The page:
Illinois voters will decide on the Workers’ Rights Amendment in November

ILLINOIS (KWQC) – When Illinois voters head to the polls in November, in addition to voting for individual candidates, they will also decide whether to approve a new amendment to the state constitution.

Amendment 1, or the “Right to Collective Bargaining Actions,” aims to add direct union rights to the Illinois Bill of Rights.

On November 8, voters will see the following questions in their ballots:

The proposal outlines ideas like bargaining for wages, hours and working conditions as a fundamental right in Illinois. It also includes language that would make it more difficult for the General Assembly to pass any so-called “right-to-work” laws.

Leaders on both sides say it could be a decision that will last for generations.

Marvel Porter, a 95-year-old who used to work in phone banks, is pushing for what supporters call “Workers’ Rights Reform.”

He said he wants the next generation to have the same constitutionally protected rights as a unionized union worker.

“We need it for the future of our young people,” Porter said. “Years ago, in the workplace, you could say and do a lot, but nowadays it’s better to keep your mouth shut, which is why we need this law.”

On the other hand, the Illinois Chamber of Commerce spoke out against the measure. President and CEO Todd Maisch said the language was too vague.

“Working conditions as a term is there. None of them have been identified,” Meish. “All it takes is a union and an enterprising attorney to file lawsuits and just kind of keep expanding those things.”

Mish also argued that the reforms would create an anti-business environment in the state.

“It’s going to make Illinois really anti-competitive for a very long time,” Maish said. “It will send a terrible, terrible message to people who create jobs [and] invest here in the state of Illinois because Illinois will excel once again.”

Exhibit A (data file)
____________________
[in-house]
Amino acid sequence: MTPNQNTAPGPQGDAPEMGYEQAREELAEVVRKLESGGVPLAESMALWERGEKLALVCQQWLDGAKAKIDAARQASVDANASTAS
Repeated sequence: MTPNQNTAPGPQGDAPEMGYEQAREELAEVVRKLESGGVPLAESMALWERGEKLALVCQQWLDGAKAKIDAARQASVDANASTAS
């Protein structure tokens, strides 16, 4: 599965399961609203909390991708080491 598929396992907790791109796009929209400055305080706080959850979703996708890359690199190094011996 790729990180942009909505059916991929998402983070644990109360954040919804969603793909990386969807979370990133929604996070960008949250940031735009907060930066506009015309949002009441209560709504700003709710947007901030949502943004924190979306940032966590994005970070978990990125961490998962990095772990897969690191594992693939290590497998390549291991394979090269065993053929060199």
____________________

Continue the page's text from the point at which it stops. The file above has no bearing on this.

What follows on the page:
Still, Pat Devaney, secretary-treasurer of the Illinois AFL-CIO, said he believes it will attract more business.

“They’re looking for something that Illinois has so much of, and we want to maintain and grow that,” Devaney said. “It’s a highly skilled and trained workforce.”

The Illinois Policy Institute, a libertarian nonprofit, claims the amendment would raise property taxes by $2,100. Dewani denied the allegations

“This amendment has nothing to do with property taxes,” Devaney said. “What this Bill of Rights Amendment will do is give workers the right to join unions. [and] set up”.

The Illinois Chamber does not fully agree with the IPI number, but they believe it could have a negative impact on property taxes. Either way, Maish urged voters to do their research before heading to the polls.

“If this effort is successful, it could be with us for a generation or more,” Maish said. “You have to be very, very skeptical of changing the constitution.”

Amendments must be approved by 60 percent of the people who voted for them, or a majority of those who vote in the elections.

If approved, the section would read:

The Illinois Manufacturers Association also opposes the measure, but they have not yet responded to TV6 News’ request for an interview.

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